Quietly, House Redefines Churches So They Can Get Direct Tax Dollars

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church being builtLast week the US House of Representatives quietly passed an amendment to the Hurricane Sandy relief act that redefined churches so they could be given federal tax dollars directly to rebuild. Not only were churches redefined but they were moved into the group that will automatically qualify for federal disaster aid. Both points are extremely outside how churches are treated with regard to federal tax dollars and is a gross violation of the separation of church and state.

Here is the summary of H.R. 592:

Federal Disaster Assistance Nonprofit Fairness Act of 2013 – Amends the Robert T. Stafford Disaster Relief and Emergency Assistance Act to include community centers, including tax-exempt houses of worship, as “private nonprofit facilities” for purposes of disaster relief and emergency assistance eligibility under such Act.

Makes a church, synagogue, mosque, temple, or other house of worship, and a private nonprofit facility operated by a religious organization, eligible for federal contributions for the repair, restoration, and replacement of facilities damaged or destroyed by a major disaster, without regard to the religious character of the facility or the primary religious use of the facility.

Makes this Act applicable to the provision of assistance in response to a major disaster or emergency declared on or after October 28, 2012.

Federal Disaster Assistance Nonprofit Fairness Act of 2013

So what is wrong? Why can’t churches get disaster relief funds?

The Secular Coalition for America explains:

This bill would reverse years of Supreme Court precedent and directly conflict with the First Amendment to the Constitution. Additionally, permitting public grants for churches and other houses of worship would unfairly privilege religious institutions above secular institutions, many of which are not eligible for the grants.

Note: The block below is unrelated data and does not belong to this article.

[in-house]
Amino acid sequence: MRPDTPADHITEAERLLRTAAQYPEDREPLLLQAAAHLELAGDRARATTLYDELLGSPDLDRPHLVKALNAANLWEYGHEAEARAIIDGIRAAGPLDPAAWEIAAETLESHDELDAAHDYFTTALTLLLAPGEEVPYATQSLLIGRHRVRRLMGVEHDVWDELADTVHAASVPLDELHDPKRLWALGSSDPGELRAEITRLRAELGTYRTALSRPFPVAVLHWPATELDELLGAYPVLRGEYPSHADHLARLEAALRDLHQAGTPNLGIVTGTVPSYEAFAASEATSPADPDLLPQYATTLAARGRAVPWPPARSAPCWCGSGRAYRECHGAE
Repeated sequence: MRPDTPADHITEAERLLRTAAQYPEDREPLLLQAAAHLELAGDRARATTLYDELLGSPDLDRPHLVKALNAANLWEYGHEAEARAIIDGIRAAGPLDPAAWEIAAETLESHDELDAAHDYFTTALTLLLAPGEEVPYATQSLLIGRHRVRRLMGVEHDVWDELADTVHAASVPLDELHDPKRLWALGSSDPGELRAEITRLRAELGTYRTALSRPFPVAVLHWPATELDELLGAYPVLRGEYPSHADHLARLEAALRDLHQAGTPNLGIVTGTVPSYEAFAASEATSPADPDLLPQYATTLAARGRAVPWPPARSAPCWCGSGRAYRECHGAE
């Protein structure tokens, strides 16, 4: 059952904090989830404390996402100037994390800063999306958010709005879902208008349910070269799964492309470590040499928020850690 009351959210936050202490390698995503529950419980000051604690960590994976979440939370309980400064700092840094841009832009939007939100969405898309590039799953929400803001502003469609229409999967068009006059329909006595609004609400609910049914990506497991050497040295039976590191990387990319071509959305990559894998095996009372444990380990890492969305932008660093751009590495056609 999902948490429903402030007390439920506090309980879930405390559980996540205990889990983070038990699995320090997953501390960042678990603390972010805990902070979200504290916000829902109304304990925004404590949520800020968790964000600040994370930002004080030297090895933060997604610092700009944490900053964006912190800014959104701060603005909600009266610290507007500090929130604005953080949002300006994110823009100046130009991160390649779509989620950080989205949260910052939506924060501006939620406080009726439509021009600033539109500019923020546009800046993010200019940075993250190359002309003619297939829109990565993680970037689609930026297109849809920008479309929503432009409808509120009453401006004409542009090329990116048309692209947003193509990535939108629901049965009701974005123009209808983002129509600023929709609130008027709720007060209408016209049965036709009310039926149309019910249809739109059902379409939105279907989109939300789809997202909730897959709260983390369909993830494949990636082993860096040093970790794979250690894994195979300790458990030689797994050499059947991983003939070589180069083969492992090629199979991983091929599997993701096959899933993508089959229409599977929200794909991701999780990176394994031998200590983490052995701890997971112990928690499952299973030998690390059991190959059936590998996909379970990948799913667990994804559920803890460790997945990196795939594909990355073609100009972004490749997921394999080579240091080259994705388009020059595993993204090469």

“We certainly recognize the difficulties everyone in a disaster-stricken area faces, and our sympathies are with all who are affected,” said Edwina Rogers, Executive Director of the Secular Coalition. “But in our desire to help others, we must not do so at the expense of our First Amendment, which is in place precisely to protect religious liberty for all.”

Most nonprofits are instructed to apply for Small Business Administration Disaster Loans to rebuild. The law permits the government to provide grants to rebuild certain-but not all-nonprofit facilities. Only nonprofits with facilities used for emergency, essential, and government-like activities are eligible for grants. Typically even these nonprofits are required to first apply for an SBA loan before becoming eligible to receive any grant funding.

Secular Americans to Congress: Vote ‘NO’ for Direct Public Funding of Churches

The act moves churches into the group of non-profits who would automatically get the funds instead of the usual group who have to apply and may not get the funds. It gives special treatment to churches.

Also as the Secular Coalition points out churches don’t have to file reports how the money was spent so we don’t know if the money was used only for rebuilding or more likely used to expand teaching of their particular religion. Tax dollars should never be used to teach religion.

This act sets a dangerous precedent.

The law was voted on under a suspension of the usual rules and after only 40 minutes of floor debate. It then passed the House 354-72. For a body that spent two weeks arguing about the parent law (Robert T. Stafford Disaster Relief and Emergency Assistance Act) this amendment shows how much religious privilege there is in this country.

The law now moves to the Senate. Hopefully there will be enough people complaining to their Senators about this unprecedented special treatment that it might be blocked.


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